An army of nutrition experts is constantly reminding us that most fast food is bad for health. But they’re not around to back you up when your children or grandchildren unleash powerful weapons of cuteness to convince you to stop at a fast-food chain. It’s hard not to give in when the ones you adore put on the pressure, even when they’re older. One new study links several weekly fast-food meals with increased risks of asthma, rhinitis, and eczema. Another shows that when kids eat out they take in up to 300 more calories than when eating at home. Stacey Nelson, a registered dietitian who is a clinical nutrition manager at Harvard-affiliated Massachusetts General Hospital, offers some advice for when fast food is the only option.

Dennis Rosen, M.D.

Why “sleeping in” on weekends isn’t good for teens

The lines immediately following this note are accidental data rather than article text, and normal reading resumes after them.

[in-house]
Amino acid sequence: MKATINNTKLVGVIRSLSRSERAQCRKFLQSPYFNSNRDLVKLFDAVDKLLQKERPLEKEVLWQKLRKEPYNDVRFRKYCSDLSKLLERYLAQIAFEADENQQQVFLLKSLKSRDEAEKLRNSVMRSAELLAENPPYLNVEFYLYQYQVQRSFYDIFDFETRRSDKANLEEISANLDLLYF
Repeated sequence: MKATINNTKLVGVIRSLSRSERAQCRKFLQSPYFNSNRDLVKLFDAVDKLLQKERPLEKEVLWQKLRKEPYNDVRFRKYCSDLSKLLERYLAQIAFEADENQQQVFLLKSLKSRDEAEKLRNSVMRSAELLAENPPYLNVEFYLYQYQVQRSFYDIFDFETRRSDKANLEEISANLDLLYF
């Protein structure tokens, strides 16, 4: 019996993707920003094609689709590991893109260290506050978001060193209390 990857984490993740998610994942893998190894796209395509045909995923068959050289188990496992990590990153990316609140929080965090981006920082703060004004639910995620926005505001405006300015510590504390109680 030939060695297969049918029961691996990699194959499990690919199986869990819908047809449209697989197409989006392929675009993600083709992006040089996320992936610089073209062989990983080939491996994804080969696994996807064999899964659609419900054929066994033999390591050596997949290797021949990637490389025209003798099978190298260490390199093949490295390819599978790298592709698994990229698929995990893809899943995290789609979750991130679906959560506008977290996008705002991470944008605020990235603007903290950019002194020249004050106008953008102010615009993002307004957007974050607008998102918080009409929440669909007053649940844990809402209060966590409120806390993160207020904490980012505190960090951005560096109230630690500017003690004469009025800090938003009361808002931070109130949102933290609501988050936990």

After getting too little sleep Monday through Friday, many teens try to catch up on weekends, sometimes straggling out of bed after noon. While they may feel like they are doing their bodies a favor, they actually aren’t. Sleeping late on Saturday and Sunday may fill a teen’s sleep deficit, but it creates a bigger problem. It allows his or her inner clock to further drift away from the external clock, worsening the shift begun by delaying bedtime on school nights. The result: the circadian sleep is thrown out of whack, which makes it much more difficult to get up at the usual wake time. In effect, by sleeping late on Saturday and Sunday, your teen is suffering from the equivalent of a five-hour jet lag when it’s time to get up on Monday morning. The alarm clock may be saying 6:00 am, but his or her inner clock is reading 1:00 am. This will make it much harder for your teen to concentrate and take in anything at school.